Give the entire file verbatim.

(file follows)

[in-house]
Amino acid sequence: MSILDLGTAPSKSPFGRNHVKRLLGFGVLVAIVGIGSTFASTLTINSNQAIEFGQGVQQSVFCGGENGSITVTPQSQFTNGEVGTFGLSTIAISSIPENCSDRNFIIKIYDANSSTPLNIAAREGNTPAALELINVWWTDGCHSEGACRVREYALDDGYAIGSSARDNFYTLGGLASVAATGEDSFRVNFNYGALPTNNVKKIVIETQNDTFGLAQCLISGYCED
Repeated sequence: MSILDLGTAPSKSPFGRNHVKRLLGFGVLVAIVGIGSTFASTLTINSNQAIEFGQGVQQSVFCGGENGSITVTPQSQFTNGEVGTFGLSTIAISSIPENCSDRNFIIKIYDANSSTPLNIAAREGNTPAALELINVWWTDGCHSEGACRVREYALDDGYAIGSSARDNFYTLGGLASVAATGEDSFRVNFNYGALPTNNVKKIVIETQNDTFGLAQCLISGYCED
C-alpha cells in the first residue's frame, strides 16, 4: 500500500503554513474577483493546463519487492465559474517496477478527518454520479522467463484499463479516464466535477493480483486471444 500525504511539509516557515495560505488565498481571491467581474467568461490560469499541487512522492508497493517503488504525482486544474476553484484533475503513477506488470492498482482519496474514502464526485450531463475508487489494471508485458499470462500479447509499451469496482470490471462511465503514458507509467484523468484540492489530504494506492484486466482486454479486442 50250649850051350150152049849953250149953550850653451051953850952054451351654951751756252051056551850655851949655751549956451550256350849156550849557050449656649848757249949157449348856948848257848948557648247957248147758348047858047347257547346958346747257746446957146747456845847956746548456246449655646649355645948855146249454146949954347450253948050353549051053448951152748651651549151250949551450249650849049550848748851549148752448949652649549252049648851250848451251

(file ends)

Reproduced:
[in-house]
Amino acid sequence: MSILDLGTAPSKSPFGRNHVKRLLGFGVLVAIVGIGSTFASTLTINSNQAIEFGQGVQQSVFCGGENGSITVTPQSQFTNGEVGTFGLSTIAISSIPENCSDRNFIIKIYDANSSTPLNIAAREGNTPAALELINVWWTDGCHSEGACRVREYALDDGYAIGSSARDNFYTLGGLASVAATGEDSFRVNFNYGALPTNNVKKIVIETQNDTFGLAQCLISGYCED
Repeated sequence: MSILDLGTAPSKSPFGRNHVKRLLGFGVLVAIVGIGSTFASTLTINSNQAIEFGQGVQQSVFCGGENGSITVTPQSQFTNGEVGTFGLSTIAISSIPENCSDRNFIIKIYDANSSTPLNIAAREGNTPAALELINVWWTDGCHSEGACRVREYALDDGYAIGSSARDNFYTLGGLASVAATGEDSFRVNFNYGALPTNNVKKIVIETQNDTFGLAQCLISGYCED
C-alpha cells in the first residue's frame, strides 16, 4: 500500500503554513474577483493546463519487492465559474517496477478527518454520479522467463484499463479516464466535477493480483486471444 500525504511539509516557515495560505488565498481571491467581474467568461490560469499541487512522492508497493517503488504525482486544474476553484484533475503513477506488470492498482482519496474514502464526485450531463475508487489494471508485458499470462500479447509499451469496482470490471462511465503514458507509467484523468484540492489530504494506492484486466482486454479486442 50250649850051350150152049849953250149953550850653451051953850952054451351654951751756252051056551850655851949655751549956451550256350849156550849557050449656649848757249949157449348856948848257848948557648247957248147758348047858047347257547346958346747257746446957146747456845847956746548456246449655646649355645948855146249454146949954347450253948050353549051053448951152748651651549151250949551450249650849049550848748851549148752448949652649549252049648851250848451251